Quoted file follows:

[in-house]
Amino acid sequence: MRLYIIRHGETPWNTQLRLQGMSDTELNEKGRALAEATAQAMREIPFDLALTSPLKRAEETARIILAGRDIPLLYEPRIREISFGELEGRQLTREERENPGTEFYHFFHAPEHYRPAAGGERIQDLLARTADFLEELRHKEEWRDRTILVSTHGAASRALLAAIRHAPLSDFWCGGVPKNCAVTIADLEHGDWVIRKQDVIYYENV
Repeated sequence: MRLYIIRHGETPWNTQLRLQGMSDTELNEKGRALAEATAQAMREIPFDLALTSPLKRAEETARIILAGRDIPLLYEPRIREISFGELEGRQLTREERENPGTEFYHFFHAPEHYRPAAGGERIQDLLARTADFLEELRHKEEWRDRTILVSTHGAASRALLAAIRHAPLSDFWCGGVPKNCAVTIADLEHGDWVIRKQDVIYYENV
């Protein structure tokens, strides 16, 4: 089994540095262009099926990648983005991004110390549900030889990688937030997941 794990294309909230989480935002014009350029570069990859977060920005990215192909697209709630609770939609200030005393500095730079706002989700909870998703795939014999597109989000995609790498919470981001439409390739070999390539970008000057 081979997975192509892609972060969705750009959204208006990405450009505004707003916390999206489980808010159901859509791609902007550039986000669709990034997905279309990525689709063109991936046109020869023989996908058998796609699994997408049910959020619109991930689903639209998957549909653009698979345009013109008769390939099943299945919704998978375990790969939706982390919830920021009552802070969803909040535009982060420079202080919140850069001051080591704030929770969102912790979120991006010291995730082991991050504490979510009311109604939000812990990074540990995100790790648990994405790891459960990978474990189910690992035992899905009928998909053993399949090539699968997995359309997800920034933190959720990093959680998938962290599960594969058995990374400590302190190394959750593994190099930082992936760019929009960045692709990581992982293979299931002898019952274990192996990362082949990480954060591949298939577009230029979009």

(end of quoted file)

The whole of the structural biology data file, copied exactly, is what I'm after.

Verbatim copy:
[in-house]
Amino acid sequence: MRLYIIRHGETPWNTQLRLQGMSDTELNEKGRALAEATAQAMREIPFDLALTSPLKRAEETARIILAGRDIPLLYEPRIREISFGELEGRQLTREERENPGTEFYHFFHAPEHYRPAAGGERIQDLLARTADFLEELRHKEEWRDRTILVSTHGAASRALLAAIRHAPLSDFWCGGVPKNCAVTIADLEHGDWVIRKQDVIYYENV
Repeated sequence: MRLYIIRHGETPWNTQLRLQGMSDTELNEKGRALAEATAQAMREIPFDLALTSPLKRAEETARIILAGRDIPLLYEPRIREISFGELEGRQLTREERENPGTEFYHFFHAPEHYRPAAGGERIQDLLARTADFLEELRHKEEWRDRTILVSTHGAASRALLAAIRHAPLSDFWCGGVPKNCAVTIADLEHGDWVIRKQDVIYYENV
């Protein structure tokens, strides 16, 4: 089994540095262009099926990648983005991004110390549900030889990688937030997941 794990294309909230989480935002014009350029570069990859977060920005990215192909697209709630609770939609200030005393500095730079706002989700909870998703795939014999597109989000995609790498919470981001439409390739070999390539970008000057 081979997975192509892609972060969705750009959204208006990405450009505004707003916390999206489980808010159901859509791609902007550039986000669709990034997905279309990525689709063109991936046109020869023989996908058998796609699994997408049910959020619109991930689903639209998957549909653009698979345009013109008769390939099943299945919704998978375990790969939706982390919830920021009552802070969803909040535009982060420079202080919140850069001051080591704030929770969102912790979120991006010291995730082991991050504490979510009311109604939000812990990074540990995100790790648990994405790891459960990978474990189910690992035992899905009928998909053993399949090539699968997995359309997800920034933190959720990093959680998938962290599960594969058995990374400590302190190394959750593994190099930082992936760019929009960045692709990581992982293979299931002898019952274990192996990362082949990480954060591949298939577009230029979009």